HANOI, Vietnam — On the day he died more than 40 years ago, Army Sgt. Steve Flaherty carried with him a stack of letters he’d written but not yet sent to loved ones back home.
In one, addressed to his mother, he grimly detailed the brutal battle he was fighting just before his death.
“We couldn’t retrieve the bodies of our men or ruck sacks and when we brought air strikes, jets dropped napalm and explosives that destroyed everything that was there,” he wrote.
After he was killed on March 25, 1969, the letters were taken from him and used as propaganda by Vietnamese forces during the war. Now, Flaherty’s family will finally receive his last written words.
Vietnamese Minister of National Defense Gen. Phung Quang Thanh gave the letters — along with two other sets of letters that may have belonged to other American servicemembers — to Defense Secretary Leon Panetta on Monday. In return, Panetta presented the diary of a Vietnamese soldier, which had been taken after a firefight in March 1966 by an American Marine.
The historic exchange of documents at the Vietnamese Ministry of National Defense underscores how the relationship between the two countries has progressed in the 17 years since the normalization of diplomatic relations, said George Little, acting assistant secretary of defense for public affairs.
“It is a reflection of the priority the United States places on people-to-people ties with Vietnam,” Little said.
Flaherty, of Columbia, S.C., was serving with the 101st Airborne Division in northern South Vietnam when he was killed, according to background information provided by the Department of Defense. Panetta’s office will work with the U.S. Army casualty office to present the letters to Flaherty’s surviving family.
The horrific accounts of fighting in the unsent letters are different from anything he had ever sent home, his sister-in-law said.
“We knew he was in a dangerous area, but in all his communications he always tried to be upbeat,” said Martha Gibbons, of Irmo, S.C.
The situation must have been terrible, because Steve, a star athlete who enlisted in the Army rather than try to pursue a professional baseball career, wouldn’t complain or shrink from a challenge, said his uncle, Kenneth L. Cannon, of Prosperity, S.C.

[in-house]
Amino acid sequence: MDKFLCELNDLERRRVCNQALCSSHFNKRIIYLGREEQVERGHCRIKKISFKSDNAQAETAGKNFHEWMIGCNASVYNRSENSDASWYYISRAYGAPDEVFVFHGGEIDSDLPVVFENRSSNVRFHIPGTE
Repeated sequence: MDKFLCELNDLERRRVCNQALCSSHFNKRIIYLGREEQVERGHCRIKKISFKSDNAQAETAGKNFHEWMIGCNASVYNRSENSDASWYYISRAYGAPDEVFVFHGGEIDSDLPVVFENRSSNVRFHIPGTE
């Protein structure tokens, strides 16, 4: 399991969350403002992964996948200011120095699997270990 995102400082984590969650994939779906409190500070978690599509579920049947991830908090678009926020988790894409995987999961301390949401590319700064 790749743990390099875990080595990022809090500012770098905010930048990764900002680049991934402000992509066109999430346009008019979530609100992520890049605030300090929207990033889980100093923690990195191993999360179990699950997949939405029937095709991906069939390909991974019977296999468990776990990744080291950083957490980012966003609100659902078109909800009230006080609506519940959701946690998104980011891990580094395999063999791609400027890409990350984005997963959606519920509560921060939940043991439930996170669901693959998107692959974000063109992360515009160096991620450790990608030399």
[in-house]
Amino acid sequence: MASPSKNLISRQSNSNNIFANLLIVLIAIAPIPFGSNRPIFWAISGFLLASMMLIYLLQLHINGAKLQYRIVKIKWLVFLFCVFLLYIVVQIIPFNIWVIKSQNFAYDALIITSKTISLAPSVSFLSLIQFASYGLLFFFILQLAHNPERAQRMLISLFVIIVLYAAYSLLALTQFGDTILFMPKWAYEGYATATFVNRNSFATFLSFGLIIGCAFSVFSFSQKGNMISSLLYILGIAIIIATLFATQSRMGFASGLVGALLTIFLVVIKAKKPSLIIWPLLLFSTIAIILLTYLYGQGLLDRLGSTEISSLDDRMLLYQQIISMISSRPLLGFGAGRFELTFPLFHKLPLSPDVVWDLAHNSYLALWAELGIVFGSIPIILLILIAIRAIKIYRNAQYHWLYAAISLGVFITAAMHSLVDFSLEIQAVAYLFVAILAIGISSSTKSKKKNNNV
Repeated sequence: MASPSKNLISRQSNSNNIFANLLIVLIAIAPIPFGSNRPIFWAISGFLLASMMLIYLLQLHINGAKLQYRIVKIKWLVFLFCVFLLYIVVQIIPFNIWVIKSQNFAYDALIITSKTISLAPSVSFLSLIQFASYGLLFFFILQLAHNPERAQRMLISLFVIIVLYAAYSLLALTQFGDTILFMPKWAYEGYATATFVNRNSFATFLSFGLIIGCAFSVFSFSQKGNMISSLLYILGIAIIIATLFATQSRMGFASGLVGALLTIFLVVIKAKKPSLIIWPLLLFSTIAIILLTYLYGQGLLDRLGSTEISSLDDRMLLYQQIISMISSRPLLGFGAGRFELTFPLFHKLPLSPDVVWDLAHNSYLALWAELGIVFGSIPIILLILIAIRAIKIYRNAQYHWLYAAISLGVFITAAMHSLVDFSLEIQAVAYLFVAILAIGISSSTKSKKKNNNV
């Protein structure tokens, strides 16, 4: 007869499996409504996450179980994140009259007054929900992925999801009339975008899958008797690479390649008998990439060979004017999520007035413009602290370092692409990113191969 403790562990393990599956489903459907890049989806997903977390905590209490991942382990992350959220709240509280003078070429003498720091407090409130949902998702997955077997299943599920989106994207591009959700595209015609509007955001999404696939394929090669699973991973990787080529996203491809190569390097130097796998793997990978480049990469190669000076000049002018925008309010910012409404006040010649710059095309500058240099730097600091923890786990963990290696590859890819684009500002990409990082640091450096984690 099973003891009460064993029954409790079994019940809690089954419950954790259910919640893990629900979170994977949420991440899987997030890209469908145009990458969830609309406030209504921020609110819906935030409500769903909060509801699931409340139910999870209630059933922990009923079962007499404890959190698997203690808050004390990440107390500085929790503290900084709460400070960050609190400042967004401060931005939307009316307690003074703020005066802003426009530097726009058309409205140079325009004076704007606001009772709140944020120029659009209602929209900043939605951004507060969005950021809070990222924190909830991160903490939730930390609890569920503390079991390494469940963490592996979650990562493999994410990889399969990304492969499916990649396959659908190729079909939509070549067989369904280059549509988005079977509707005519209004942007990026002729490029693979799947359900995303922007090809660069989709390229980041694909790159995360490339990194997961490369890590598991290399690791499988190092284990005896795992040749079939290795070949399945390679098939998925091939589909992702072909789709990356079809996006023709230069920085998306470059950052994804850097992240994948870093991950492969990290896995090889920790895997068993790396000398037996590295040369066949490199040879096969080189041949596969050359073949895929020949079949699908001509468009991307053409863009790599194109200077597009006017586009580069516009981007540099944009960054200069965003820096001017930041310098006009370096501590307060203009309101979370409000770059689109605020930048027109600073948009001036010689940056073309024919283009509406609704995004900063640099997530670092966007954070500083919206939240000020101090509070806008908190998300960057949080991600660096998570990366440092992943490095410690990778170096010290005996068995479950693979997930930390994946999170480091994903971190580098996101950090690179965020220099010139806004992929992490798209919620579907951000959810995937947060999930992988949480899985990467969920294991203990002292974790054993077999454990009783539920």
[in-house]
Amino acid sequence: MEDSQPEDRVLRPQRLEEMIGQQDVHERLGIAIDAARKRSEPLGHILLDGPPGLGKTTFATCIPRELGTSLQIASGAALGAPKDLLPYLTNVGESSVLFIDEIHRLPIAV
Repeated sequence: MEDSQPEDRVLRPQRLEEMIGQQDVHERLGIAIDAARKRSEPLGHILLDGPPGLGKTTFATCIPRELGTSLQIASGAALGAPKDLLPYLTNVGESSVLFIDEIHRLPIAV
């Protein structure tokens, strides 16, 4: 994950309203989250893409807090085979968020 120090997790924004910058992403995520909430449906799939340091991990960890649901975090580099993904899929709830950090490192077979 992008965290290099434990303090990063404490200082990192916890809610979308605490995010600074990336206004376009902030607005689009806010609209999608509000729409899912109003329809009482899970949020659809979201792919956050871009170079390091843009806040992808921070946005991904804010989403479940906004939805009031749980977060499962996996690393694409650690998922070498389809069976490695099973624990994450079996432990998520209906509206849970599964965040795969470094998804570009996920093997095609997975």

“He was quite a person, and his death devastated all of us,” said Cannon, 80, a Korean War veteran who served in the Navy.
In one unsent letter to someone named “Betty,” he wrote that he and his unit had “dragged more bodies of dead and wounded than I can ever want to forget” and that rocket-propelled grenades and machine guns tore his rucksack. In another letter to his mother, he wrote he was going to take R&R and didn’t care where, “so long as I get a rest, which I need so badly, soon.”
In another letter, to a “Mrs. Wyatt,” he wrote that his company and Alpha Company “lost a total of 50 men in fierce fight. Our platoon leader was killed and I was the temporary platoon leader until we got the replacement. Nothing seems to go well for us but we’ll take that ridge line.”
Flaherty, of mixed Japanese-American ancestry, was adopted from an orphanage in Japan in the 1950s, where he had been befriended by his eventual brother, Ronald Flaherty, who was serving in the Army there.
“Ron’s mother made him a deal. She would legally adopt him but Ron would be primarily responsible for him,” said Gibbons, who later married Ronald Flaherty and became something of an older sister to Steve.
The family doesn’t know who’ll take possession of the trove of letters now, but Cannon said he expects the family will soon gather to read them.
“It means a heck of a lot to have them,” he said. “I don’t know what he had on his mind when he wrote those, and I don’t know who they’re addressed to. But whether they’re to me or to any member of my family, I want to see them.”
Jennifer Hlad reported from Hanoi. Chris Carroll reported from Washington.